In May 2009, working with the NPS American Battlefield Protection Program, we attempted to understand the width and breadth of the field of operations during the three days the soldiers were on the ground. After serious consideration of natural escape and pursuit routes, written, and oral renditions, archaeology (both private and site projects) and translating those words onto the land with topographic and aerial maps, we concluded that all the actions covered between 35 and 50 square miles! The difference was the method of calculation by either escape route corridors or by counting total numbers of square miles through which the corridors pass.

Actions started at the village site, up Sand Creek as far as 8 miles, west onto the prairies maybe two-plus miles and to the north and northeast as much as 8 to 10 miles. We found the total ground was astounding.
Another thing most people don’t get is that, although the first shots fired [small arms ] by Company H, 1st Regiment soldiers at the edge of the village, few Cheyenne and Arapaho casualties were in or near the village itself. Most soldier and tribal deaths and woundings occurred beyond the perimeter of the village. Folks tend to judge their understanding of the massacre by movie and fictional images rather than the 200 plus witnesses we’ve been able to locate. Movies compress time and space for the purpose of the story regardless of facts. [Most recent estimates: Cheyenne & Arapaho killed in action = 230, wounded in action = 200 estimated; Soldiers killed in action = 18, wounded in action = 78 estimated.]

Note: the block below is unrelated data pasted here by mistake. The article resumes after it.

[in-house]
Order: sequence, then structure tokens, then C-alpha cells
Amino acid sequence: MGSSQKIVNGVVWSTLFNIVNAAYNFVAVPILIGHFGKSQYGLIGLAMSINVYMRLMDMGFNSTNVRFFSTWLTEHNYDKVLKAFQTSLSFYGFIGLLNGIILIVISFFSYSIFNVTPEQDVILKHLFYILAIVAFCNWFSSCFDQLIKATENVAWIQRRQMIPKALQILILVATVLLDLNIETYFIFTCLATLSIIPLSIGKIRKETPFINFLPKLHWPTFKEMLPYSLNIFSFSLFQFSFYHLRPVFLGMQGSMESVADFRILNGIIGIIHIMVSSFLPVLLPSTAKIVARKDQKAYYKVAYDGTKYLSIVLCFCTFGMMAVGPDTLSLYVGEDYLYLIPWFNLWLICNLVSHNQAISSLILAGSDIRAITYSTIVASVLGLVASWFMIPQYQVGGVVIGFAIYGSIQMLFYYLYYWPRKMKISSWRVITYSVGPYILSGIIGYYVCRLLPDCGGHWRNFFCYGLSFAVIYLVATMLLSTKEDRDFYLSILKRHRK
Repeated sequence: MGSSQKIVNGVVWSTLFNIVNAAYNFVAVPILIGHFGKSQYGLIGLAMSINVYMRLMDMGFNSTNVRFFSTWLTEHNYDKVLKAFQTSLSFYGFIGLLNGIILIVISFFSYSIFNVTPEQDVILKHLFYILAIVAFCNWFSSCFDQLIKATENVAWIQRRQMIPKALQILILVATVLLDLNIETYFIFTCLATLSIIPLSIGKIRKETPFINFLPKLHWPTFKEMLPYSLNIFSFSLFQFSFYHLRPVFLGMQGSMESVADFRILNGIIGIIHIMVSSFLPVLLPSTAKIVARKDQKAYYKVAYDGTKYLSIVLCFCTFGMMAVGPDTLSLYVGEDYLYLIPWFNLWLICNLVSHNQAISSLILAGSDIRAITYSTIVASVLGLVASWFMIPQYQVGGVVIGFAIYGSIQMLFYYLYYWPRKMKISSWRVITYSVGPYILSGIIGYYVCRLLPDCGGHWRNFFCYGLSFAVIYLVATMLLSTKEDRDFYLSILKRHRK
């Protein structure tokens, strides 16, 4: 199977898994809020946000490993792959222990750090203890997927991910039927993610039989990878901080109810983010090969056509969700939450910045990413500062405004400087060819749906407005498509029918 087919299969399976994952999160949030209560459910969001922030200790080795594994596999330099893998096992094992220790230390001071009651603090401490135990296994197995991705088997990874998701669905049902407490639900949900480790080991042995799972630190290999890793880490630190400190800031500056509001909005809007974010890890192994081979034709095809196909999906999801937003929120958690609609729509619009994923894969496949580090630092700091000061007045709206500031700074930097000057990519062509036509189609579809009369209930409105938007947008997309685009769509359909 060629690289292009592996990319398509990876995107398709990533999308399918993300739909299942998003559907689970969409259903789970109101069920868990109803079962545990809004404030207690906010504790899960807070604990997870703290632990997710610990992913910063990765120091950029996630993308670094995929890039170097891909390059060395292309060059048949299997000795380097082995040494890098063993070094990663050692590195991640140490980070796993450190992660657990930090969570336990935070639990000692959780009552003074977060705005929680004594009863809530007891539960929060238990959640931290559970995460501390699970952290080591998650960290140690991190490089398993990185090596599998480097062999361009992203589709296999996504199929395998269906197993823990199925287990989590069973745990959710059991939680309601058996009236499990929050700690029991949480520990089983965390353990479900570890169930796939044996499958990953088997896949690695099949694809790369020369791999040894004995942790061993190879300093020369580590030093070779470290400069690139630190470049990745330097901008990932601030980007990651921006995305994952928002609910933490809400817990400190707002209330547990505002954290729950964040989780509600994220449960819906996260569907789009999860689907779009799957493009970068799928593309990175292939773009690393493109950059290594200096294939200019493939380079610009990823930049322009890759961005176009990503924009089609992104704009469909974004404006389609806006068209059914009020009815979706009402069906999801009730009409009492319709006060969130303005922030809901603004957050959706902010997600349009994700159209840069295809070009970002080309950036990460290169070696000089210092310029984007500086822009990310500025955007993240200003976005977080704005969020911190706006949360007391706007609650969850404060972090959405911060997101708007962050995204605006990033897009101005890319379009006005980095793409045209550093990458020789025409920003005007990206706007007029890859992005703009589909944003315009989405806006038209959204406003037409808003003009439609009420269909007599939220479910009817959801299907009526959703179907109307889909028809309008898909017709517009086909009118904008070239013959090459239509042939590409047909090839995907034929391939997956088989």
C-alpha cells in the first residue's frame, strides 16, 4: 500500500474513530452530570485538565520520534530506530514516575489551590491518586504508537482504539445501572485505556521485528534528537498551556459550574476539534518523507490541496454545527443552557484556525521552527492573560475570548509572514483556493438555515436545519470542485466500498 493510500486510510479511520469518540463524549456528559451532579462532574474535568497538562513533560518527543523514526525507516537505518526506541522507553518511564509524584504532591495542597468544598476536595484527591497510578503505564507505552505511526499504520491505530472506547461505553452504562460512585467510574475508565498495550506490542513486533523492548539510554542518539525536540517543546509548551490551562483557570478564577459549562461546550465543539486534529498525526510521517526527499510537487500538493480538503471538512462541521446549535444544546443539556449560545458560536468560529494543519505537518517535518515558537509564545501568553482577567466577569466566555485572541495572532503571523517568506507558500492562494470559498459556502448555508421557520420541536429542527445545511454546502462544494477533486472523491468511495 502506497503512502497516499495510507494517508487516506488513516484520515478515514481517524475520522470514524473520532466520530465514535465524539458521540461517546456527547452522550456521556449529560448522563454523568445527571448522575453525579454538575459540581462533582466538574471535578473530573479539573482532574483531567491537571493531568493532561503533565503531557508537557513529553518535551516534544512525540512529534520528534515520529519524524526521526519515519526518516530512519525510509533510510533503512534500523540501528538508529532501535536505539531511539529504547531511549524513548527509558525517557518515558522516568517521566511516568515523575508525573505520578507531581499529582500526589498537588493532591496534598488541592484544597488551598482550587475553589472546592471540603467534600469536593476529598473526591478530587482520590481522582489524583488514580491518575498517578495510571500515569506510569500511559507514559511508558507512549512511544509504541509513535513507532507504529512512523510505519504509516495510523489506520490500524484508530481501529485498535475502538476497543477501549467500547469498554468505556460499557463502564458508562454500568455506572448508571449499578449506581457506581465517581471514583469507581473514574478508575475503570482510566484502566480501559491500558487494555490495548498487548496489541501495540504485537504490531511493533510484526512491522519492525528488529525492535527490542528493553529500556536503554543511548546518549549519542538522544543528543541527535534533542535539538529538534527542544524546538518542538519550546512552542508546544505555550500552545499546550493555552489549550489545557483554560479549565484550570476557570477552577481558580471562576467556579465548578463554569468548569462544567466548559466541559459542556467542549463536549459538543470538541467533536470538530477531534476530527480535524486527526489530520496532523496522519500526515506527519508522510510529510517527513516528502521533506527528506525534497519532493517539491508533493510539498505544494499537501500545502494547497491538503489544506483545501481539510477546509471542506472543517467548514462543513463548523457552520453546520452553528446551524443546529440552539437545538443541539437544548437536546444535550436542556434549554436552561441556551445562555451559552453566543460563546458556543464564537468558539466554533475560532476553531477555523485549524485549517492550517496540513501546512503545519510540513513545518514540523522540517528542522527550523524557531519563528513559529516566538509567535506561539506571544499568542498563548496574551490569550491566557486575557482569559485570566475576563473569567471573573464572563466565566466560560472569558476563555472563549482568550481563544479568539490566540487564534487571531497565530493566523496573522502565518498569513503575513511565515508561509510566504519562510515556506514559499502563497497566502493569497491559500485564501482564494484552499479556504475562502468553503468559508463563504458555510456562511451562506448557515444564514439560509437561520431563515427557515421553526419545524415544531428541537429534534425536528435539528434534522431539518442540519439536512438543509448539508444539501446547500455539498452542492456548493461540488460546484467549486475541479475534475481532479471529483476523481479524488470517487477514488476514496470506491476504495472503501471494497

As has been true all along, the site location and the events research are “works in progress”, and each new bit takes us closer to full understanding.

Oh, by the way, Commissioner Richard Scott gave a well-received and thoughtful speech at the “10-Year Retrospective” Thursday evening panel of speakers at the Plains Theatre. You should have been there. As one of the first of the panel to speak, he represented the citizens of our county very well. His inclusion of public sentiment and conscience, economic impact, historical points of view and acceptance of the horrific event the National Historic Site commemorates was all well said.

Poignant messages were delivered by state and tribal dignitaries, Ernest House, Holly Norton, William Walks Along (N. Cheyenne), Al Addison (N. Arapaho), Joe Big Medicine (S. C&A) Jace Killsback (N.C.) Conrad Fisher (N.C.) and Tom Thomas (NPS). This topped off a day highlighted by a visit from Donna Lynne, Lt. Governor of the State of Colorado, who gave the Governor’s message at the consultation meeting.
Mr. James Doyle (NPS) ended the evening. (Some may recall he served in our community for four months as temporary Superintendent) Also, he has made several trips to Eads and the county as a representative of Senator Ben Nighthorse Campbell’s staff. Doyle gave a compelling closing with heart-felt personal recollections of the process begun in the 1990s. Hard to believe. (As far as I know, Senator Campbell and I aren’t relatives; although, I do call him “Uncle Ben.”)

My last note: the articles I write about Sand Creek aren’t created to dictate the truth of the matter, but to give you an accurate report. The truth is for you to judge. You are welcome to believe any version of truth you want.

Travel Well, Jeff C. Campbell

Campbell, a veteran police officer / investigator, published author of articles, books, and a series of novels. He’s an independent historian focusing on the Southwest and Colorado.